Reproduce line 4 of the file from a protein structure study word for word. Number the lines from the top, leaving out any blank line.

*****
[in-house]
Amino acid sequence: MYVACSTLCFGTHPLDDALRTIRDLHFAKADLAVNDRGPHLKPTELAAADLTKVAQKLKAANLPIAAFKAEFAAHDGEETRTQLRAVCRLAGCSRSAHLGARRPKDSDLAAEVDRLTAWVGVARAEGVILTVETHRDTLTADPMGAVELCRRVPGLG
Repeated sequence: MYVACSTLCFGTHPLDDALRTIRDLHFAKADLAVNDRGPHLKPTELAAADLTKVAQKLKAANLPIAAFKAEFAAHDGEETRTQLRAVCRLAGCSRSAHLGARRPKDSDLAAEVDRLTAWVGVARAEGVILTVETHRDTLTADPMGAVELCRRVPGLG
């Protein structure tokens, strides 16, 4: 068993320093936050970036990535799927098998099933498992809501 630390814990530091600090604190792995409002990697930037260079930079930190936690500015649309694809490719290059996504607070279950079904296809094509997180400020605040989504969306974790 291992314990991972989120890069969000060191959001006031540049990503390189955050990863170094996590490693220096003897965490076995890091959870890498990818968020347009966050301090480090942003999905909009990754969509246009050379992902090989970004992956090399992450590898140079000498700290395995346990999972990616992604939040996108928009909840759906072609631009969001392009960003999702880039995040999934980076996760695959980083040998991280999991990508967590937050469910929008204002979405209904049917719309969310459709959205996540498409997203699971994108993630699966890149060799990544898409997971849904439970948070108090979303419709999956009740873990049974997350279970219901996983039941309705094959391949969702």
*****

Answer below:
């Protein structure tokens, strides 16, 4: 068993320093936050970036990535799927098998099933498992809501 630390814990530091600090604190792995409002990697930037260079930079930190936690500015649309694809490719290059996504607070279950079904296809094509997180400020605040989504969306974790 291992314990991972989120890069969000060191959001006031540049990503390189955050990863170094996590490693220096003897965490076995890091959870890498990818968020347009966050301090480090942003999905909009990754969509246009050379992902090989970004992956090399992450590898140079000498700290395995346990999972990616992604939040996108928009909840759906072609631009969001392009960003999702880039995040999934980076996760695959980083040998991280999991990508967590937050469910929008204002979405209904049917719309969310459709959205996540498409997203699971994108993630699966890149060799990544898409997971849904439970948070108090979303419709999956009740873990049974997350279970219901996983039941309705094959391949969702």